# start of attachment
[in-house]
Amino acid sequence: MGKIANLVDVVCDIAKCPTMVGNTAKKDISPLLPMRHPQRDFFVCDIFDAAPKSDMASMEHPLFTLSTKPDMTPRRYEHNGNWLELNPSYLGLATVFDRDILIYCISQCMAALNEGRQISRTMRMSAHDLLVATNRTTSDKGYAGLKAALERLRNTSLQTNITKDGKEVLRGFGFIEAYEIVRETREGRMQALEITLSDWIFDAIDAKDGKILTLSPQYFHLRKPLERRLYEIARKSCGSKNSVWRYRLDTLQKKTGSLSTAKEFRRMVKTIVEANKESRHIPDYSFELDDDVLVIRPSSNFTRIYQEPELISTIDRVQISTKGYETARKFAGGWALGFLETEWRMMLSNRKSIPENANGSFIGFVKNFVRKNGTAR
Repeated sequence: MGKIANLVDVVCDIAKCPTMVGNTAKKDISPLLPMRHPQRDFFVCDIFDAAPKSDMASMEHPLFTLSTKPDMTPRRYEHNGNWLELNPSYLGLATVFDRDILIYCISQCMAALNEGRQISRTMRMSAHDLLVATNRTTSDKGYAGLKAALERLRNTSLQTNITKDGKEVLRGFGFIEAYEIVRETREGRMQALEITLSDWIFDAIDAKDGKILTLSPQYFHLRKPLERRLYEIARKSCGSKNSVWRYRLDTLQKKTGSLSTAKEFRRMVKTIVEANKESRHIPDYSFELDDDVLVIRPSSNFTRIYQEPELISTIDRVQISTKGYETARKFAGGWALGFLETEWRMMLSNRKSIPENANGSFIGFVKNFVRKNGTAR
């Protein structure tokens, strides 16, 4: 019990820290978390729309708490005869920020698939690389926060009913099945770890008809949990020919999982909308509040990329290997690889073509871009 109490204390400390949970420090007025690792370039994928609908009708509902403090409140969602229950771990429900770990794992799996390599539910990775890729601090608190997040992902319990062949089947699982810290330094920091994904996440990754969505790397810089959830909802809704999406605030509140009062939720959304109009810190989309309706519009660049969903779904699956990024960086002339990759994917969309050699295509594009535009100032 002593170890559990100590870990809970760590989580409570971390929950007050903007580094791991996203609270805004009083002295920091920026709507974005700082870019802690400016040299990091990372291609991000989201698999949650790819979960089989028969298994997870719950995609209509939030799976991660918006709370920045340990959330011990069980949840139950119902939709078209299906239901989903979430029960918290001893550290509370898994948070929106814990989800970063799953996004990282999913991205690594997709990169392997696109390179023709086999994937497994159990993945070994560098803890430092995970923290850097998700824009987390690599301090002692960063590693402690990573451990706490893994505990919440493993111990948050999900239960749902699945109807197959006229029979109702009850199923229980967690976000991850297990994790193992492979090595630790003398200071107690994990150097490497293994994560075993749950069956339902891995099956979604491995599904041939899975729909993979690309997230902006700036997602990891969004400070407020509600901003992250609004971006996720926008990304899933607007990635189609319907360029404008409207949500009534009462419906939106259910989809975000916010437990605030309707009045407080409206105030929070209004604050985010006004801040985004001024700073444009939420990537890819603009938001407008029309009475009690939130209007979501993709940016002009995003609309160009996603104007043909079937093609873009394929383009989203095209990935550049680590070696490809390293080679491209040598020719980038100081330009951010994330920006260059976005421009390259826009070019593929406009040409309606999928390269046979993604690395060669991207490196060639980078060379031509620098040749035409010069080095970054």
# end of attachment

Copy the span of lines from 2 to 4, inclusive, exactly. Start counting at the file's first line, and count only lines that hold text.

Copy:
Amino acid sequence: MGKIANLVDVVCDIAKCPTMVGNTAKKDISPLLPMRHPQRDFFVCDIFDAAPKSDMASMEHPLFTLSTKPDMTPRRYEHNGNWLELNPSYLGLATVFDRDILIYCISQCMAALNEGRQISRTMRMSAHDLLVATNRTTSDKGYAGLKAALERLRNTSLQTNITKDGKEVLRGFGFIEAYEIVRETREGRMQALEITLSDWIFDAIDAKDGKILTLSPQYFHLRKPLERRLYEIARKSCGSKNSVWRYRLDTLQKKTGSLSTAKEFRRMVKTIVEANKESRHIPDYSFELDDDVLVIRPSSNFTRIYQEPELISTIDRVQISTKGYETARKFAGGWALGFLETEWRMMLSNRKSIPENANGSFIGFVKNFVRKNGTAR
Repeated sequence: MGKIANLVDVVCDIAKCPTMVGNTAKKDISPLLPMRHPQRDFFVCDIFDAAPKSDMASMEHPLFTLSTKPDMTPRRYEHNGNWLELNPSYLGLATVFDRDILIYCISQCMAALNEGRQISRTMRMSAHDLLVATNRTTSDKGYAGLKAALERLRNTSLQTNITKDGKEVLRGFGFIEAYEIVRETREGRMQALEITLSDWIFDAIDAKDGKILTLSPQYFHLRKPLERRLYEIARKSCGSKNSVWRYRLDTLQKKTGSLSTAKEFRRMVKTIVEANKESRHIPDYSFELDDDVLVIRPSSNFTRIYQEPELISTIDRVQISTKGYETARKFAGGWALGFLETEWRMMLSNRKSIPENANGSFIGFVKNFVRKNGTAR
């Protein structure tokens, strides 16, 4: 019990820290978390729309708490005869920020698939690389926060009913099945770890008809949990020919999982909308509040990329290997690889073509871009 109490204390400390949970420090007025690792370039994928609908009708509902403090409140969602229950771990429900770990794992799996390599539910990775890729601090608190997040992902319990062949089947699982810290330094920091994904996440990754969505790397810089959830909802809704999406605030509140009062939720959304109009810190989309309706519009660049969903779904699956990024960086002339990759994917969309050699295509594009535009100032 002593170890559990100590870990809970760590989580409570971390929950007050903007580094791991996203609270805004009083002295920091920026709507974005700082870019802690400016040299990091990372291609991000989201698999949650790819979960089989028969298994997870719950995609209509939030799976991660918006709370920045340990959330011990069980949840139950119902939709078209299906239901989903979430029960918290001893550290509370898994948070929106814990989800970063799953996004990282999913991205690594997709990169392997696109390179023709086999994937497994159990993945070994560098803890430092995970923290850097998700824009987390690599301090002692960063590693402690990573451990706490893994505990919440493993111990948050999900239960749902699945109807197959006229029979109702009850199923229980967690976000991850297990994790193992492979090595630790003398200071107690994990150097490497293994994560075993749950069956339902891995099956979604491995599904041939899975729909993979690309997230902006700036997602990891969004400070407020509600901003992250609004971006996720926008990304899933607007990635189609319907360029404008409207949500009534009462419906939106259910989809975000916010437990605030309707009045407080409206105030929070209004604050985010006004801040985004001024700073444009939420990537890819603009938001407008029309009475009690939130209007979501993709940016002009995003609309160009996603104007043909079937093609873009394929383009989203095209990935550049680590070696490809390293080679491209040598020719980038100081330009951010994330920006260059976005421009390259826009070019593929406009040409309606999928390269046979993604690395060669991207490196060639980078060379031509620098040749035409010069080095970054």